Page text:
US defence secretary Lloyd Austin on Saturday criticised China for conducting risky aerial intercepts over the South China Sea and warned that Washington would not be deterred by dangerous behaviour in the Indo-Pacific region.
China was conducting “an alarming number of risky intercepts of US and allied aircraft flying lawfully in international airspace”, Austin said at the Shangri-La Dialogue in Singapore.
His remarks came days after the Pentagon released a video showing a Chinese fighter jet flying dangerously near a US spy plane.
“We do not seek conflict or confrontation, but we will not flinch in the face of bullying or coercion,” Austin said.
The annual Asia security forum hosted by the International Institute for Strategic Studies think-tank has frequently served as one of the few venues for US defence secretaries to meet their Chinese counterparts. However China this year refused an invitation from Austin for a meeting because the US maintains sanctions on Chinese defence minister Li Shangfu.
On Friday, Austin attended a dinner where Li was present. The two men shook hands in their first interaction since Li, who is speaking at the forum on Sunday, became defence minister in March.
In a speech that stressed the US commitment to allies in the region, Austin indirectly called on China to engage with the Pentagon.
“For responsible defence leaders, the right time to talk is any time, the right time to talk is every time, and the right time to talk is now. Dialogue is not a reward. It is a necessity,” said Austin.
Asked if the Pentagon had made any progress in trying to hold nuclear arms control talks with China, Austin responded: “You got to talk to them first, so as soon as they answer the phone, maybe we’ll [talk].”
His comments come as the US tries to kick-start top-level engagements with Chinese officials in an effort to stabilise relations. China has refused to give a green light to a visit from secretary of state Antony Blinken, who cancelled a trip to Beijing in February over an alleged Chinese spy balloon.
But the Financial Times reported on Friday that CIA director Bill Burns made a secret trip to Beijing in May and met Chinese intelligence officials. Two people familiar with the trip said China invited Burns to visit.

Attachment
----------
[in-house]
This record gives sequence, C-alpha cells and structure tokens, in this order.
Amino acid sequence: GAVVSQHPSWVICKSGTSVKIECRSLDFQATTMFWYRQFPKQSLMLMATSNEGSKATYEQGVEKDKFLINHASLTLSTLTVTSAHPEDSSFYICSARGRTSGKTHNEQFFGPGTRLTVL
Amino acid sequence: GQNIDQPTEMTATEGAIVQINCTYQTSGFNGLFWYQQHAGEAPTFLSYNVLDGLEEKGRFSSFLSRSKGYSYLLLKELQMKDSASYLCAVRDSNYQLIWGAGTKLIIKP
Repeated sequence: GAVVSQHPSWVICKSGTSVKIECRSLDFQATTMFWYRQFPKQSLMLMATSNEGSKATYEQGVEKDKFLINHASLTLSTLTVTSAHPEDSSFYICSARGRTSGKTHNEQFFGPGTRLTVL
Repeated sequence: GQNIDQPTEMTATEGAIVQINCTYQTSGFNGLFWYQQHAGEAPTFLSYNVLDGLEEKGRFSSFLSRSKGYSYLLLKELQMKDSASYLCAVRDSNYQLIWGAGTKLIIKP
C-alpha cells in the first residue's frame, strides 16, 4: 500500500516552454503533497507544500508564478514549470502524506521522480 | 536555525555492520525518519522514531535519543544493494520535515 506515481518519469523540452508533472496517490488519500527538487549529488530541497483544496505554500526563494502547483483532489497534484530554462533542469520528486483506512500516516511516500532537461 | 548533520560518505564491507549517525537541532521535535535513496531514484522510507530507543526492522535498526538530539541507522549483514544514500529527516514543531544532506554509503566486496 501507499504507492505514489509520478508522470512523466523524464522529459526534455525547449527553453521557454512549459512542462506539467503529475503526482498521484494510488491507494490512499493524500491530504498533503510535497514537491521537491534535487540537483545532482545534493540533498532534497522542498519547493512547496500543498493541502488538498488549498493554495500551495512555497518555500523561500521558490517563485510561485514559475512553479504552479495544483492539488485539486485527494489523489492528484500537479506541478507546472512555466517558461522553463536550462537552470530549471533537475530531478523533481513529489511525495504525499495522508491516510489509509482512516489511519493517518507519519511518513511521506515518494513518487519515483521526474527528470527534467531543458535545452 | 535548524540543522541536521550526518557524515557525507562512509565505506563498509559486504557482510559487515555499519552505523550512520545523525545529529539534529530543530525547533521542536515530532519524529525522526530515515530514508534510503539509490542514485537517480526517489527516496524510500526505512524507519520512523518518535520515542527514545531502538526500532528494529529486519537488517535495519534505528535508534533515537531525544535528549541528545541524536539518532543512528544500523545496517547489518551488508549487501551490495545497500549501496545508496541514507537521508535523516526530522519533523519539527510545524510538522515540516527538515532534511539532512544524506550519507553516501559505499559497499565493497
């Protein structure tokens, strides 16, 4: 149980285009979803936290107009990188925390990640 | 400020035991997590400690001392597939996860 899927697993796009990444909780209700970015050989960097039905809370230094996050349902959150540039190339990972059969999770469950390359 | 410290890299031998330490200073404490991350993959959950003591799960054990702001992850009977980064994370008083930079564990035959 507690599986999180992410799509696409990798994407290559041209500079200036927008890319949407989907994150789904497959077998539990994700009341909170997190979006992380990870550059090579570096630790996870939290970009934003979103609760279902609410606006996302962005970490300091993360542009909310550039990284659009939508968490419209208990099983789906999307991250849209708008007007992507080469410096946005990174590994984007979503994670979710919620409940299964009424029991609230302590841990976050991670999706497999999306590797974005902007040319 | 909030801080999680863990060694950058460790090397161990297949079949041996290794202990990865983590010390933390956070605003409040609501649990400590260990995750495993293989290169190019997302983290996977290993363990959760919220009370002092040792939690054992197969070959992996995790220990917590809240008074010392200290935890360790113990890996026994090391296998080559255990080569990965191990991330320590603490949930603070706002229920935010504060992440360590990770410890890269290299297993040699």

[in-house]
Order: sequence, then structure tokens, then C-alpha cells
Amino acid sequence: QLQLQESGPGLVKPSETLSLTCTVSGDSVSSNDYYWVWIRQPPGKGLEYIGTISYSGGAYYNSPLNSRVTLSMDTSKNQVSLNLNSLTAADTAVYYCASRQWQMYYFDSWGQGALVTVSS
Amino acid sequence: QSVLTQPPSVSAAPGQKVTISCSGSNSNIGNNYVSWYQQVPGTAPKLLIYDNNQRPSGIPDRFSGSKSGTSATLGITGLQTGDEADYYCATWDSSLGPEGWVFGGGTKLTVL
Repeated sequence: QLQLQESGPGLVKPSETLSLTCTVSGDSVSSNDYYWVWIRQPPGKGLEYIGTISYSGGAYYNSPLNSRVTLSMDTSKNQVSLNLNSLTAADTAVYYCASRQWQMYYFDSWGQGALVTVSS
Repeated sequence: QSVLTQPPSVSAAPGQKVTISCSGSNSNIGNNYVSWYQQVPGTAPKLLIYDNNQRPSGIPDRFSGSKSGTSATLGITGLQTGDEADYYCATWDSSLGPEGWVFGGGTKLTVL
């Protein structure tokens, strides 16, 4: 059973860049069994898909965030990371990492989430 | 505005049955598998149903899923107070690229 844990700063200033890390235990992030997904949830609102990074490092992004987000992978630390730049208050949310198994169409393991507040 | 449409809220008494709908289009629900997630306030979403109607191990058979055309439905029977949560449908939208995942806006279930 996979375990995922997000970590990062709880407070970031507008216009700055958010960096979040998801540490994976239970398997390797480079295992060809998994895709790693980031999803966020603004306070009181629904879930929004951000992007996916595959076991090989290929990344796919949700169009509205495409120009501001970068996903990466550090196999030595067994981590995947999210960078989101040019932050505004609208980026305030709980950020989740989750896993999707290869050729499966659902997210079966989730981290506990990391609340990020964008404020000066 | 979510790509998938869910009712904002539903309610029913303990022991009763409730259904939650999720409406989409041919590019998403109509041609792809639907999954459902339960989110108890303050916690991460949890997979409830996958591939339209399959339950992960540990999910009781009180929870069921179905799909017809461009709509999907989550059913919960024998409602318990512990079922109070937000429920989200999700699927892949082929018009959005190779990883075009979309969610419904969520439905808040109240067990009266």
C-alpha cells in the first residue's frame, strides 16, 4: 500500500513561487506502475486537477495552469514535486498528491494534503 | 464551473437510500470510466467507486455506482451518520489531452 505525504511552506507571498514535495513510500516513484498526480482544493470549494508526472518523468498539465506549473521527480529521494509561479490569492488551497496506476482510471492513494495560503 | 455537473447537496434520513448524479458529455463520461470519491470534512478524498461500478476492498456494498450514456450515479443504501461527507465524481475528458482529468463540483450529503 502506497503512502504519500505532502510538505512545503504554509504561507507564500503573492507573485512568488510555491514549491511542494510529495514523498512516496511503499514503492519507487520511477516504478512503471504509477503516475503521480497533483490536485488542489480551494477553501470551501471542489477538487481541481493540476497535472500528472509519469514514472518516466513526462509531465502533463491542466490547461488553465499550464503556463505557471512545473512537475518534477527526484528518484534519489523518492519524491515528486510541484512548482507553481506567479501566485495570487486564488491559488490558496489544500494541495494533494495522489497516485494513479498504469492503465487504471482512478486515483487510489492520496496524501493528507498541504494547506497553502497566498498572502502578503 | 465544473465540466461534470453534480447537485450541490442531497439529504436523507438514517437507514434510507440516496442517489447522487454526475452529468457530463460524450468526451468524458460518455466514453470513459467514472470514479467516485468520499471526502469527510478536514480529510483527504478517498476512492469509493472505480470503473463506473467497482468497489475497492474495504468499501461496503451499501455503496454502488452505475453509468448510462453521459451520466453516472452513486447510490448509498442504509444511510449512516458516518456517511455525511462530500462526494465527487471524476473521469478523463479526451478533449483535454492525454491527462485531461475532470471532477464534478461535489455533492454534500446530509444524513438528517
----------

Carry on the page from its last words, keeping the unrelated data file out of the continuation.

In his speech, Austin said Washington and its allies had made “tremendous progress” towards ensuring peace and stability in the Indo-Pacific in what he intimated was a response to China.
“More and more, the countries of the Indo-Pacific have come together around a compelling vision of the future,” Austin said. “It’s a vision of a region in which all countries are free to thrive on their own terms — without coercion, intimidation, or bullying.”
In another oblique reference to China amid concerns about possible military action against Taiwan, Austin said Russia’s invasion of Ukraine “brought home to people everywhere how dangerous our world would become if big countries could just invade their peaceful neighbours with impunity”.
He said the US was “doubling down” on its alliances and “stepping up planning, co-ordination and training with our friends from the East China Sea to the South China Sea to the Indian Ocean”.
Asked by the Financial Times if the US was making progress developing joint operational war plans with allies, particularly Japan and Australia, for a Taiwan contingency, Austin declined to comment on specifics.
But he said it was important to increase interoperability between militaries and that while the Pentagon had done a lot, the progress so far was “by no means where any of us want to be eventually”.